• Federal regulations plus tax receipts as percentage of national income: 35 percent

This is the SBA Office of Advocacy’s fourth edition of the study, and it reflects the burdens after eight years of the Bush Administration, under which federal regulations soared. (See James Gattuso, Heritage Foundation, “Red Tape Rising: Regulatory Trends in the Bush Years,” published in March 2008.) The Obama Administration has only stepped up the pace of federal regulations, with the most obvious examples being the expanded economic control imposed by the Imperial EPA.

Rep. Sam Graves (R-MO), ranking member of the House Small Business Committee, noted other examples of burdensome pending regulations in his news release reacting to the SBA report, ”Graves: New SBA Report Confirms Government Regulations Unfairly Burden Small Firms“:

This report clearly illustrates the heavy burden that federal mandates place on small businesses.  As I have said before, piling unfair costs on the entrepreneurs who have lead our economy in the past is counterproductive and will only serve to drown job creation.  Adding insult to injury, this data does not take into account the new wave of regulations that are about to hit entrepreneurs, such as the 1099 reporting rule and other health care mandates, regulations in the financial reform law, and potential new EPA rules.

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Recess Appointments, Regulations and Small Business

President Obama announced his intent to make four recess appointments to “key Administration posts” today:

  • Maria del Carmen Aponte, Nominee for Chief of Mission, Republic of El Salvador
  • Richard Sorian, Nominee for Assistant Secretary for Public Affairs, Department of Health and Human Services
  • Elisabeth Hagen, Nominee for Under Secretary for Food Safety, Department of Agriculture
  • Winslow Sargeant, Nominee for Chief Counsel of Advocacy, Small Business Administration

Major business and manufacturing trade associations that represent small businesses, including the National Association of Manufacturers, recently joined in a letter to the President raising objections to Sargeant’s appointment to the important position representing small business on regulatory issues within the Administration. Those responsibilities are many, and they presuppose an experienced attorney with regulatory experience. Excerpt:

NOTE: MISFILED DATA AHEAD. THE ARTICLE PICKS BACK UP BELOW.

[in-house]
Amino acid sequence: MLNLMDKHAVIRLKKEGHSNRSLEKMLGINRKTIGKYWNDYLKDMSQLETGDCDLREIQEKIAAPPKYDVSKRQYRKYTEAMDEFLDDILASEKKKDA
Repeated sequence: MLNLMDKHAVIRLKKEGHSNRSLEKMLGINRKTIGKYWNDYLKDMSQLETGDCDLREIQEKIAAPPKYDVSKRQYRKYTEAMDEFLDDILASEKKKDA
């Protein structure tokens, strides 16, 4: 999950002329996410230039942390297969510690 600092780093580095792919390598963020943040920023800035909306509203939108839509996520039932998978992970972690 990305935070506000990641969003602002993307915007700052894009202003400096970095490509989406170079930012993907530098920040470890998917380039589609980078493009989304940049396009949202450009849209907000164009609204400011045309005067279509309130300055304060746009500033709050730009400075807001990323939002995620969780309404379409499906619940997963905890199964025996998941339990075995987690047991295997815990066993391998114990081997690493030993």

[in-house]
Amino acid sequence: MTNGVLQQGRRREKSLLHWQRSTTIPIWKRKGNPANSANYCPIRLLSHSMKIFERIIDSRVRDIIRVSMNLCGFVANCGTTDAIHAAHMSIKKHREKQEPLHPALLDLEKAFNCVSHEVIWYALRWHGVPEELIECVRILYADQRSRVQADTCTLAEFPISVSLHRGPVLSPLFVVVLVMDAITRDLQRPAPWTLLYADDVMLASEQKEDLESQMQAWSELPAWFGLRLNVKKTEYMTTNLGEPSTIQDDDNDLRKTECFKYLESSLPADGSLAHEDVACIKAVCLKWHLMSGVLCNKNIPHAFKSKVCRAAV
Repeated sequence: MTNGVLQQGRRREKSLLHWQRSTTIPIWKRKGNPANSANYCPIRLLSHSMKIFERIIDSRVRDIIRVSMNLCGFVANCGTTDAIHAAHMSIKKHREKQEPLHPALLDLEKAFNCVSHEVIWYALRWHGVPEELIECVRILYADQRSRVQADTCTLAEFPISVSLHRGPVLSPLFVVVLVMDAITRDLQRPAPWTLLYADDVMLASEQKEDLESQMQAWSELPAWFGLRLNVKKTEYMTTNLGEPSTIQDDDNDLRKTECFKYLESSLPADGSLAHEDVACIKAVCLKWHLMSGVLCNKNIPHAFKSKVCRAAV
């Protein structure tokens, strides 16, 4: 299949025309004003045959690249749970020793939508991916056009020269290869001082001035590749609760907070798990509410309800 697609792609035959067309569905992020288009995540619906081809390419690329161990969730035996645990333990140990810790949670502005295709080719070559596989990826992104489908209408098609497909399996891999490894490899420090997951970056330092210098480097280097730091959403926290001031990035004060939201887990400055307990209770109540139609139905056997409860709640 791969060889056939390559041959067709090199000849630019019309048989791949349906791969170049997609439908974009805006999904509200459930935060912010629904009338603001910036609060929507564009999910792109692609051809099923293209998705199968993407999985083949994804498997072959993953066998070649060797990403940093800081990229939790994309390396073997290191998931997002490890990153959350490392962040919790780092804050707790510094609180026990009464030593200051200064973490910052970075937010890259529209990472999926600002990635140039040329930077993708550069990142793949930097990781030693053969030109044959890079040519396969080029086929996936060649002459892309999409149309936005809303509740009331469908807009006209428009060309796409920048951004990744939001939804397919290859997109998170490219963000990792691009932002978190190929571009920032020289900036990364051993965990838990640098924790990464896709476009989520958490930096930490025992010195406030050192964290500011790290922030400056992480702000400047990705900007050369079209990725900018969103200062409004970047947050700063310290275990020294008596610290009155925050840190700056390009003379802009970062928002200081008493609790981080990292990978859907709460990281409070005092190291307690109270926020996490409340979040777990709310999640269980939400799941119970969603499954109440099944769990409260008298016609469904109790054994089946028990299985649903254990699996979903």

The Office of Advocacy advances the interests of small businesses by also ensuring that the requirements set forth by the Regulatory Flexibility Act of 1980,3 as amended by the Small Business Regulatory Enforcement Fairness Act (SBREFA) of 19964 are met. The Office of Advocacy reviews the Regulatory Flexibility analysis or certification prepared by federal departments and agencies, submits comments on proposed rules, hosts public roundtables to solicit comments from small business entities, presents Congressional testimony, engages in Interagency dialogue, files amicus curiae, periodically reviews existing regulations, and participates as a panel member on SBREFA panels when convened by the respective federal agency.

The Office of Advocacy’s SBREFA responsibilities have been significantly expanded under the Dodd-Frank Wall Street Reform and Consumer Protection Act (P.L. 111-517) to include the newly created Consumer Financial Protection Bureau (CFPB). The Small Business Fairness and Regulatory Transparency provisions included in P.L. 111-517 requires the CFPB to include recommendations from a Small Business Advocacy Review Panel with any proposed rules that are anticipated to have significant impact on small firms and to inform the public of how its rules will impact small business access to credit.

The letter also cites arguments by Sen. Olmpia Snowe (R-ME) and other members of the Senate Small Business Committee who had written Sargeant’s qualifications were better fitted to serving as the SBA’s Deputy Administrator. (Earlier, Snowe news release, September 2009.)

In his statement announcing the recess appointments, the President chided Senators who had prevented the confirmation and urged them “to stop playing politics with our highly qualified nominees.” One president’s “playing politics” is a Senator’s legitimate criticism, though.

Despite the business community’s objections to Sargeant’s appointment to the advocacy position, there’s no doubt he knows business. We wish him well on his new multitude of responsibilities, and look forward to working with him.

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How a Sign Company Views the Economy, Federal Support

The most notable thing about President Obama’s visit to a Washington, D.C., sign manufacturer Friday was not the President’s comments, or his traveling the short distance via helicopter, but the remarks from Guy Brami, principal of Gelberg Signs, about the company’s investment plans and its role in the community.